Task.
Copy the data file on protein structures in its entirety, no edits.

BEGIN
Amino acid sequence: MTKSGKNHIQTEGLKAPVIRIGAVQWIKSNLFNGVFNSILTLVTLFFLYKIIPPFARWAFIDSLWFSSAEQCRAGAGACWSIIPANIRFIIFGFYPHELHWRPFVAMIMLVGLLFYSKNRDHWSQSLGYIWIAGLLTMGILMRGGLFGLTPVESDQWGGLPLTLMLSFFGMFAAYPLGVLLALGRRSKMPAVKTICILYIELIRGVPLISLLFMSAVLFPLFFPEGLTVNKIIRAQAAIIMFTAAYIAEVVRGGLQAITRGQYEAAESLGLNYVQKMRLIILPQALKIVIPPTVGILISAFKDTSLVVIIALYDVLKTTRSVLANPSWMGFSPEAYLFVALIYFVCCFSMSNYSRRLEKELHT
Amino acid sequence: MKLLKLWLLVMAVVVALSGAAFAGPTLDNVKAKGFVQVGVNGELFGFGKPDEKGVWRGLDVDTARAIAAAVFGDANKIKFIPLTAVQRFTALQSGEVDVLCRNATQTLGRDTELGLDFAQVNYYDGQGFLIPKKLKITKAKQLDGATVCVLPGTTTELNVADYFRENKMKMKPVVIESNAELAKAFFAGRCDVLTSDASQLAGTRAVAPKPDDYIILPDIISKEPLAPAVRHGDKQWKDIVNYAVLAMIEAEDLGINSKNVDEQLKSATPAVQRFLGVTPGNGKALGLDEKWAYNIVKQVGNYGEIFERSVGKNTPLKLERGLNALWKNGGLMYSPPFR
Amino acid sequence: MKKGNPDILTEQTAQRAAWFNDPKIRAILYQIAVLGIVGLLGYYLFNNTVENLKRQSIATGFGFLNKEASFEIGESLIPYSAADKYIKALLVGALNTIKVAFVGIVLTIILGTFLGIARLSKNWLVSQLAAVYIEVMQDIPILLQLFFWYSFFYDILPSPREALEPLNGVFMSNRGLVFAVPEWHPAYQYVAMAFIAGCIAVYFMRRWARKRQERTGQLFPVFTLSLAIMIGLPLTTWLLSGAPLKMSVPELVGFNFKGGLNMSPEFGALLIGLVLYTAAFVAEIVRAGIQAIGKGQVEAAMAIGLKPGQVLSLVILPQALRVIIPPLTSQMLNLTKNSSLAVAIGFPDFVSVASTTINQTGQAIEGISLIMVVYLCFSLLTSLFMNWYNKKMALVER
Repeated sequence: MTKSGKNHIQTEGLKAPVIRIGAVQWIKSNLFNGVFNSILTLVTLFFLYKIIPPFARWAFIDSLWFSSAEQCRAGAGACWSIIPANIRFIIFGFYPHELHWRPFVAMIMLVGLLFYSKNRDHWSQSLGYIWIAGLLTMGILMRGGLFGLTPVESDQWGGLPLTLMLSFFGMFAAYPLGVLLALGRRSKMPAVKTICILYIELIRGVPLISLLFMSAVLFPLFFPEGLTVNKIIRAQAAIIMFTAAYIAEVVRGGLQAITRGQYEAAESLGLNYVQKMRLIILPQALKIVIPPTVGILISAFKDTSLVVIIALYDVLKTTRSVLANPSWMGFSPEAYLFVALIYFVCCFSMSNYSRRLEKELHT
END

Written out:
Amino acid sequence: MTKSGKNHIQTEGLKAPVIRIGAVQWIKSNLFNGVFNSILTLVTLFFLYKIIPPFARWAFIDSLWFSSAEQCRAGAGACWSIIPANIRFIIFGFYPHELHWRPFVAMIMLVGLLFYSKNRDHWSQSLGYIWIAGLLTMGILMRGGLFGLTPVESDQWGGLPLTLMLSFFGMFAAYPLGVLLALGRRSKMPAVKTICILYIELIRGVPLISLLFMSAVLFPLFFPEGLTVNKIIRAQAAIIMFTAAYIAEVVRGGLQAITRGQYEAAESLGLNYVQKMRLIILPQALKIVIPPTVGILISAFKDTSLVVIIALYDVLKTTRSVLANPSWMGFSPEAYLFVALIYFVCCFSMSNYSRRLEKELHT
Amino acid sequence: MKLLKLWLLVMAVVVALSGAAFAGPTLDNVKAKGFVQVGVNGELFGFGKPDEKGVWRGLDVDTARAIAAAVFGDANKIKFIPLTAVQRFTALQSGEVDVLCRNATQTLGRDTELGLDFAQVNYYDGQGFLIPKKLKITKAKQLDGATVCVLPGTTTELNVADYFRENKMKMKPVVIESNAELAKAFFAGRCDVLTSDASQLAGTRAVAPKPDDYIILPDIISKEPLAPAVRHGDKQWKDIVNYAVLAMIEAEDLGINSKNVDEQLKSATPAVQRFLGVTPGNGKALGLDEKWAYNIVKQVGNYGEIFERSVGKNTPLKLERGLNALWKNGGLMYSPPFR
Amino acid sequence: MKKGNPDILTEQTAQRAAWFNDPKIRAILYQIAVLGIVGLLGYYLFNNTVENLKRQSIATGFGFLNKEASFEIGESLIPYSAADKYIKALLVGALNTIKVAFVGIVLTIILGTFLGIARLSKNWLVSQLAAVYIEVMQDIPILLQLFFWYSFFYDILPSPREALEPLNGVFMSNRGLVFAVPEWHPAYQYVAMAFIAGCIAVYFMRRWARKRQERTGQLFPVFTLSLAIMIGLPLTTWLLSGAPLKMSVPELVGFNFKGGLNMSPEFGALLIGLVLYTAAFVAEIVRAGIQAIGKGQVEAAMAIGLKPGQVLSLVILPQALRVIIPPLTSQMLNLTKNSSLAVAIGFPDFVSVASTTINQTGQAIEGISLIMVVYLCFSLLTSLFMNWYNKKMALVER
Repeated sequence: MTKSGKNHIQTEGLKAPVIRIGAVQWIKSNLFNGVFNSILTLVTLFFLYKIIPPFARWAFIDSLWFSSAEQCRAGAGACWSIIPANIRFIIFGFYPHELHWRPFVAMIMLVGLLFYSKNRDHWSQSLGYIWIAGLLTMGILMRGGLFGLTPVESDQWGGLPLTLMLSFFGMFAAYPLGVLLALGRRSKMPAVKTICILYIELIRGVPLISLLFMSAVLFPLFFPEGLTVNKIIRAQAAIIMFTAAYIAEVVRGGLQAITRGQYEAAESLGLNYVQKMRLIILPQALKIVIPPTVGILISAFKDTSLVVIIALYDVLKTTRSVLANPSWMGFSPEAYLFVALIYFVCCFSMSNYSRRLEKELHT